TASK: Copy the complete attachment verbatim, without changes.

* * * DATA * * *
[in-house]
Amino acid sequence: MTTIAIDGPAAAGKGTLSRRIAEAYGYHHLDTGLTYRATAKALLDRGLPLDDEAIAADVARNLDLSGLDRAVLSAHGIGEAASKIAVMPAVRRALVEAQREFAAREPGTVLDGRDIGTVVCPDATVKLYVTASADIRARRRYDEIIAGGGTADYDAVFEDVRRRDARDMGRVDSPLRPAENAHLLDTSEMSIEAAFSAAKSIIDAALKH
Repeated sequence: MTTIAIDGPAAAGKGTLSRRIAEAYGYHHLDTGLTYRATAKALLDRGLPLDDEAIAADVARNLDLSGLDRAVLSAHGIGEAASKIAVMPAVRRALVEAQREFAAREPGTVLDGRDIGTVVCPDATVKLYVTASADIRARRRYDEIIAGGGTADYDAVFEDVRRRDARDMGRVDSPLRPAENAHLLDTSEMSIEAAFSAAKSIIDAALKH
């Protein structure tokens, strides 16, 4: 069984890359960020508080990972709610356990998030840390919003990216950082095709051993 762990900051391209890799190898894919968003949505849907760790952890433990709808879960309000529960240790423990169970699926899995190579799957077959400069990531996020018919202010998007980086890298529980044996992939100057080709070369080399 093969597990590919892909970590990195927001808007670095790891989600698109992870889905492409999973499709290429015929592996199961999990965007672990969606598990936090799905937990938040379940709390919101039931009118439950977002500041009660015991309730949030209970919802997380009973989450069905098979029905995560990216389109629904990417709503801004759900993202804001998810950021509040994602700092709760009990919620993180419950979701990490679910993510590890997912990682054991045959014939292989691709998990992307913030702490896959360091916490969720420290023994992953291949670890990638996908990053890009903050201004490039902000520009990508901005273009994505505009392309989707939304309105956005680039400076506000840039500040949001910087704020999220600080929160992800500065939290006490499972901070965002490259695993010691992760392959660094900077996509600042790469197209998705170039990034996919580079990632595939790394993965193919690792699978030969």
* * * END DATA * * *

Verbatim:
[in-house]
Amino acid sequence: MTTIAIDGPAAAGKGTLSRRIAEAYGYHHLDTGLTYRATAKALLDRGLPLDDEAIAADVARNLDLSGLDRAVLSAHGIGEAASKIAVMPAVRRALVEAQREFAAREPGTVLDGRDIGTVVCPDATVKLYVTASADIRARRRYDEIIAGGGTADYDAVFEDVRRRDARDMGRVDSPLRPAENAHLLDTSEMSIEAAFSAAKSIIDAALKH
Repeated sequence: MTTIAIDGPAAAGKGTLSRRIAEAYGYHHLDTGLTYRATAKALLDRGLPLDDEAIAADVARNLDLSGLDRAVLSAHGIGEAASKIAVMPAVRRALVEAQREFAAREPGTVLDGRDIGTVVCPDATVKLYVTASADIRARRRYDEIIAGGGTADYDAVFEDVRRRDARDMGRVDSPLRPAENAHLLDTSEMSIEAAFSAAKSIIDAALKH
């Protein structure tokens, strides 16, 4: 069984890359960020508080990972709610356990998030840390919003990216950082095709051993 762990900051391209890799190898894919968003949505849907760790952890433990709808879960309000529960240790423990169970699926899995190579799957077959400069990531996020018919202010998007980086890298529980044996992939100057080709070369080399 093969597990590919892909970590990195927001808007670095790891989600698109992870889905492409999973499709290429015929592996199961999990965007672990969606598990936090799905937990938040379940709390919101039931009118439950977002500041009660015991309730949030209970919802997380009973989450069905098979029905995560990216389109629904990417709503801004759900993202804001998810950021509040994602700092709760009990919620993180419950979701990490679910993510590890997912990682054991045959014939292989691709998990992307913030702490896959360091916490969720420290023994992953291949670890990638996908990053890009903050201004490039902000520009990508901005273009994505505009392309989707939304309105956005680039400076506000840039500040949001910087704020999220600080929160992800500065939290006490499972901070965002490259695993010691992760392959660094900077996509600042790469197209998705170039990034996919580079990632595939790394993965193919690792699978030969």